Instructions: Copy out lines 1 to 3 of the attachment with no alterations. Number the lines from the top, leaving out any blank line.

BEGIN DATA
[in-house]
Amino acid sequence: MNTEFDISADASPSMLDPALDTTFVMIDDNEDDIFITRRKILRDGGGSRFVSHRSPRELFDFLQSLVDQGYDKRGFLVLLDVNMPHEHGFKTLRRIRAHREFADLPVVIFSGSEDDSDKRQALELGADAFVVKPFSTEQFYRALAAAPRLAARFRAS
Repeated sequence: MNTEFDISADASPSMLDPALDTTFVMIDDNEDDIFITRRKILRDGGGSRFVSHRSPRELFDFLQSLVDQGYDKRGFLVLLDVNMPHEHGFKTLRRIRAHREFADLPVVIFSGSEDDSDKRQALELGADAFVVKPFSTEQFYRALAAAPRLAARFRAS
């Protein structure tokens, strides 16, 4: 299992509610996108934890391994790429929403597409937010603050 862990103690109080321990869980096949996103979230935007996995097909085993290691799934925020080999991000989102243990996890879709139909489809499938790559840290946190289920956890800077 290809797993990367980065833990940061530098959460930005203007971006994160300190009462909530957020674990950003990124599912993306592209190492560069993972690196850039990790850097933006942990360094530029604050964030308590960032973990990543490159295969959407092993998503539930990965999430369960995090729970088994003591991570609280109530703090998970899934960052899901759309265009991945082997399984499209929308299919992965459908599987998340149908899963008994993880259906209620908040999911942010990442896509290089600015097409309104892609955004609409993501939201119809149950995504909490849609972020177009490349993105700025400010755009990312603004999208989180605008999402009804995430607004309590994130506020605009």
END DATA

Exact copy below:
[in-house]
Amino acid sequence: MNTEFDISADASPSMLDPALDTTFVMIDDNEDDIFITRRKILRDGGGSRFVSHRSPRELFDFLQSLVDQGYDKRGFLVLLDVNMPHEHGFKTLRRIRAHREFADLPVVIFSGSEDDSDKRQALELGADAFVVKPFSTEQFYRALAAAPRLAARFRAS
Repeated sequence: MNTEFDISADASPSMLDPALDTTFVMIDDNEDDIFITRRKILRDGGGSRFVSHRSPRELFDFLQSLVDQGYDKRGFLVLLDVNMPHEHGFKTLRRIRAHREFADLPVVIFSGSEDDSDKRQALELGADAFVVKPFSTEQFYRALAAAPRLAARFRAS